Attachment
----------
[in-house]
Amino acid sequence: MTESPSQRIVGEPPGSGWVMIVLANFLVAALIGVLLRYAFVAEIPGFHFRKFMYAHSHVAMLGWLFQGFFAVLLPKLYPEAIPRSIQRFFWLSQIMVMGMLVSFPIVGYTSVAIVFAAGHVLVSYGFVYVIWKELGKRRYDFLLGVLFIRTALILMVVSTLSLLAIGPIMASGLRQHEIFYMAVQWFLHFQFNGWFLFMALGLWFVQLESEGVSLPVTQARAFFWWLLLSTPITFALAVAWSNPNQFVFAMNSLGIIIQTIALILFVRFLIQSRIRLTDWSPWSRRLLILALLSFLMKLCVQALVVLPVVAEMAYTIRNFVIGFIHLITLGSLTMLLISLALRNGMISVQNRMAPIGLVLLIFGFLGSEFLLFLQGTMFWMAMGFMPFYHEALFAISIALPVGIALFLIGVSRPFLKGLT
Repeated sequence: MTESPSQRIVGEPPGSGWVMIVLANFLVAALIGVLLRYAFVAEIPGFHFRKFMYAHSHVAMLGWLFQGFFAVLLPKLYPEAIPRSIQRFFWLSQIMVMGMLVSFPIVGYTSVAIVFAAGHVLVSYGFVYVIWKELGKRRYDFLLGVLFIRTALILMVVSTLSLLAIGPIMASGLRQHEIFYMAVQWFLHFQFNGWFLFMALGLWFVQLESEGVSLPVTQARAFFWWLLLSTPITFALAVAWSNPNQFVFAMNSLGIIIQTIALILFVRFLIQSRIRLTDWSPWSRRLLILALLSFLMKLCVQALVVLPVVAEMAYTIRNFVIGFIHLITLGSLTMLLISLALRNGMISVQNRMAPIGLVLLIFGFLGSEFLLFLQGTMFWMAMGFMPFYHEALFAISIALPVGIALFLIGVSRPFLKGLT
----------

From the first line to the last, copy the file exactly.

[in-house]
Amino acid sequence: MTESPSQRIVGEPPGSGWVMIVLANFLVAALIGVLLRYAFVAEIPGFHFRKFMYAHSHVAMLGWLFQGFFAVLLPKLYPEAIPRSIQRFFWLSQIMVMGMLVSFPIVGYTSVAIVFAAGHVLVSYGFVYVIWKELGKRRYDFLLGVLFIRTALILMVVSTLSLLAIGPIMASGLRQHEIFYMAVQWFLHFQFNGWFLFMALGLWFVQLESEGVSLPVTQARAFFWWLLLSTPITFALAVAWSNPNQFVFAMNSLGIIIQTIALILFVRFLIQSRIRLTDWSPWSRRLLILALLSFLMKLCVQALVVLPVVAEMAYTIRNFVIGFIHLITLGSLTMLLISLALRNGMISVQNRMAPIGLVLLIFGFLGSEFLLFLQGTMFWMAMGFMPFYHEALFAISIALPVGIALFLIGVSRPFLKGLT
Repeated sequence: MTESPSQRIVGEPPGSGWVMIVLANFLVAALIGVLLRYAFVAEIPGFHFRKFMYAHSHVAMLGWLFQGFFAVLLPKLYPEAIPRSIQRFFWLSQIMVMGMLVSFPIVGYTSVAIVFAAGHVLVSYGFVYVIWKELGKRRYDFLLGVLFIRTALILMVVSTLSLLAIGPIMASGLRQHEIFYMAVQWFLHFQFNGWFLFMALGLWFVQLESEGVSLPVTQARAFFWWLLLSTPITFALAVAWSNPNQFVFAMNSLGIIIQTIALILFVRFLIQSRIRLTDWSPWSRRLLILALLSFLMKLCVQALVVLPVVAEMAYTIRNFVIGFIHLITLGSLTMLLISLALRNGMISVQNRMAPIGLVLLIFGFLGSEFLLFLQGTMFWMAMGFMPFYHEALFAISIALPVGIALFLIGVSRPFLKGLT